I've said this before, and I still believe it: the importance of practicing personal responsibility outweighs any government restriction policy. I don't refrain from breaking into my neighbor's home to steal the cash from their mattress and kick their kitten on my way out because I might go to prison. No; I refrain from doing so because of the outward expression from the inner-working morals to me as a person.
Don't get me wrong, the desire not to go to jail is a part of the reason, but a lesser contributing piece. For example, I could rationalize this fear of imprisonment away with "well, they won't suspect me – I have a good record, after all." Even then, I could further rationalize this thought with the comfort of detailed planning ahead in order to leave no trace of evidence. Then if all else fails and they did somehow suspect and catch me, I could just lie my way out!
The lengths at which humans have shown to take throughout history in order to avoid punishment for their own actions range from comically lazy to astoundingly well thought out. In light of this fact, where or when does this end? The rationalizing, lying, and prioritizing oneself above any other no matter the integral cost. I would like to take a look at a current example in America and consider how the following policy may be good – even feasible – if people were to approach them after instilling personal responsibility.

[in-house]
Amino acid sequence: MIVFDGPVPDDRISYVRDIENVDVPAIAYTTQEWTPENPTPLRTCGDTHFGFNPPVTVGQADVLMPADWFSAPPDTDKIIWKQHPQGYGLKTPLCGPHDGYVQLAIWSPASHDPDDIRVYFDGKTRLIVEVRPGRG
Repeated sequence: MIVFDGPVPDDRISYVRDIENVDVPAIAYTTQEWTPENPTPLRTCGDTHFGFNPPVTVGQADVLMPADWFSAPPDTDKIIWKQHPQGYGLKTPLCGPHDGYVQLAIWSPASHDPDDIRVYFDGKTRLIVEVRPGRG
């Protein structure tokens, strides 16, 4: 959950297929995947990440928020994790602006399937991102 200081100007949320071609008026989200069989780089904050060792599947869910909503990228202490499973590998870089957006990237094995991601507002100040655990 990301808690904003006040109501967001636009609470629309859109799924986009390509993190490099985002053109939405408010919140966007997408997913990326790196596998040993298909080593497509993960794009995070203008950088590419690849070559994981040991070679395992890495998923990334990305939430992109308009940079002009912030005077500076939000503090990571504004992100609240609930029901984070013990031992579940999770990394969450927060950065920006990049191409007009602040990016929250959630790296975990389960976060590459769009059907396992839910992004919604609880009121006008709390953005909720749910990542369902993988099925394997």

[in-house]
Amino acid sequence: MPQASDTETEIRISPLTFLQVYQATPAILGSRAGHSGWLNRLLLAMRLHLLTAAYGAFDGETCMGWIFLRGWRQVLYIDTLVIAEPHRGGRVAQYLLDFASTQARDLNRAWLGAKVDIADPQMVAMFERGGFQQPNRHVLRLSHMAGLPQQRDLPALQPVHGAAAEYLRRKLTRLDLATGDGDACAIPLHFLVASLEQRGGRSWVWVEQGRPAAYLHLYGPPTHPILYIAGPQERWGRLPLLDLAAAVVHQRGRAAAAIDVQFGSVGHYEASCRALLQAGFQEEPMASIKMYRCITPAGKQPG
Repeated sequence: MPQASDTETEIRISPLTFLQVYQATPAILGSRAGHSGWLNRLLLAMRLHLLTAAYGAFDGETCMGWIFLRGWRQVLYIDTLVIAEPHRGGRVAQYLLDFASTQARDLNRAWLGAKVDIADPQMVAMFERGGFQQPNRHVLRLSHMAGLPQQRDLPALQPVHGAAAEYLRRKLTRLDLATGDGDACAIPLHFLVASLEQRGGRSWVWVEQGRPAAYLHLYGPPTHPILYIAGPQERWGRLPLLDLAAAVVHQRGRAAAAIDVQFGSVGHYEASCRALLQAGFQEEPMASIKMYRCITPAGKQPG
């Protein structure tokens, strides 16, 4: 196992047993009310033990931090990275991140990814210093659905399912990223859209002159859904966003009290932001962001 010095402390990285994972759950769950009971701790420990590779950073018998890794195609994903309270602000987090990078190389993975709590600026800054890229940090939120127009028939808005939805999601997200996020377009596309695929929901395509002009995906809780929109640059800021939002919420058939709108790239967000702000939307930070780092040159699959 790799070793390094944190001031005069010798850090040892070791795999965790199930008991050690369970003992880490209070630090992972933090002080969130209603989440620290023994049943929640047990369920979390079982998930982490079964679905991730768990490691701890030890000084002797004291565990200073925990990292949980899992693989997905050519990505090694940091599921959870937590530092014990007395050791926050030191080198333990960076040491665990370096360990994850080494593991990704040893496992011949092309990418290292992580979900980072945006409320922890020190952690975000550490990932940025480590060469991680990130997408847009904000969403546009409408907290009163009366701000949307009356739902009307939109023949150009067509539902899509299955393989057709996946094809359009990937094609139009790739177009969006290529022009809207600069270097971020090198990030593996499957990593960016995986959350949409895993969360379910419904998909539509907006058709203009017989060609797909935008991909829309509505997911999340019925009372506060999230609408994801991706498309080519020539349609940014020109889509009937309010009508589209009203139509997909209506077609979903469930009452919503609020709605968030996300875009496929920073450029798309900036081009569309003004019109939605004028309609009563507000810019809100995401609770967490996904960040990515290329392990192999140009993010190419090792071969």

Let me ask you this, what comes to your mind when you think of a support group? Probably a small, tight-knit community of people all with a similar struggle and goal to overcome it, right? That’s what comes to mine, at least, and they sound pretty useful for those involved. It is not the only way, nor perhaps the best method for everyone, but I am not going to get into this aspect. Rather, I would like to focus on the entry into these groups.
Does anyone wake up one day as a member of Alcoholics Anonymous? How about finding their first treatment of Suboxone at the doorstep? I doubt it. Chances are they were pressured by their closest social groups or forced in by a heated interaction with the law. Whatever the case may be, it seems their attendance is more often by force than of independent action.
Forced or not, when a rehabilitation expert looks at the patient straight in the eye and says something to the extent of “your addiction is going to kill you,” shouldn’t that at least help in fixing the issue? Especially when they then follow that up with professional counseling, scheduled and unscheduled drug tests, information resources and so much more. Studies show that this does work to decrease spending in other areas such as healthcare and criminal justice costs, but at what cost to society?
"Prohibition has not only failed in its promises but actually created additional serious and disturbing social problems throughout society. There is not less drunkenness in the Republic but more. There is not less crime, but more. … The cost of government is not smaller, but vastly greater. Respect for law has not increased, but diminished." - H. L. Mencken, 1925